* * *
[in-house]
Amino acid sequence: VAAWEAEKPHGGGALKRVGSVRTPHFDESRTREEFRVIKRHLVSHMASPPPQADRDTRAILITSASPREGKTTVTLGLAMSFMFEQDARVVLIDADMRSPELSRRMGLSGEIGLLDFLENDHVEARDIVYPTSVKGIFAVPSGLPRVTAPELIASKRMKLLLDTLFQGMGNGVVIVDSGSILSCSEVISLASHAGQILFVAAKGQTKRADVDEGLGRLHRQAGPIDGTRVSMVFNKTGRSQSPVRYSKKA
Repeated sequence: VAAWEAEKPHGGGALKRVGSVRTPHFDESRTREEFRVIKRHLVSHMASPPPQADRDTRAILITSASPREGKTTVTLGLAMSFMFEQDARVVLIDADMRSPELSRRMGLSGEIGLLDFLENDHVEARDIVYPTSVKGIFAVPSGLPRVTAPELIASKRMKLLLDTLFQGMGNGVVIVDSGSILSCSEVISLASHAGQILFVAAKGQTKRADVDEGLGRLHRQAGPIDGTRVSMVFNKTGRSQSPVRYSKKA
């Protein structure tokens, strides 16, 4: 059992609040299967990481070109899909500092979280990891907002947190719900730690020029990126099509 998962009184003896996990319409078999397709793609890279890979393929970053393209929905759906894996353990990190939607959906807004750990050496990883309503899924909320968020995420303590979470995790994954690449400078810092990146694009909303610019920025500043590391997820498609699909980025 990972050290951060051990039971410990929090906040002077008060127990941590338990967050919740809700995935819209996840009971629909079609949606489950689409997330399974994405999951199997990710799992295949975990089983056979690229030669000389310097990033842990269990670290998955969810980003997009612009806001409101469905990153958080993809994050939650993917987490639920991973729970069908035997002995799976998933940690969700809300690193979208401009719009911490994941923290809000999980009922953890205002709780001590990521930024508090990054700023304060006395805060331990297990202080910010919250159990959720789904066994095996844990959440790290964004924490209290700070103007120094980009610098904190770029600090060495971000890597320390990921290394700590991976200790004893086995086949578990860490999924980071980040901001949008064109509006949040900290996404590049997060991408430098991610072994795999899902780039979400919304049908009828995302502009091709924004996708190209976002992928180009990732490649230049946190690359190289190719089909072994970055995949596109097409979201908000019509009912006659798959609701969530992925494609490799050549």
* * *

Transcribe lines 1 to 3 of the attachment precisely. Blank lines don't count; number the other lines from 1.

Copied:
[in-house]
Amino acid sequence: VAAWEAEKPHGGGALKRVGSVRTPHFDESRTREEFRVIKRHLVSHMASPPPQADRDTRAILITSASPREGKTTVTLGLAMSFMFEQDARVVLIDADMRSPELSRRMGLSGEIGLLDFLENDHVEARDIVYPTSVKGIFAVPSGLPRVTAPELIASKRMKLLLDTLFQGMGNGVVIVDSGSILSCSEVISLASHAGQILFVAAKGQTKRADVDEGLGRLHRQAGPIDGTRVSMVFNKTGRSQSPVRYSKKA
Repeated sequence: VAAWEAEKPHGGGALKRVGSVRTPHFDESRTREEFRVIKRHLVSHMASPPPQADRDTRAILITSASPREGKTTVTLGLAMSFMFEQDARVVLIDADMRSPELSRRMGLSGEIGLLDFLENDHVEARDIVYPTSVKGIFAVPSGLPRVTAPELIASKRMKLLLDTLFQGMGNGVVIVDSGSILSCSEVISLASHAGQILFVAAKGQTKRADVDEGLGRLHRQAGPIDGTRVSMVFNKTGRSQSPVRYSKKA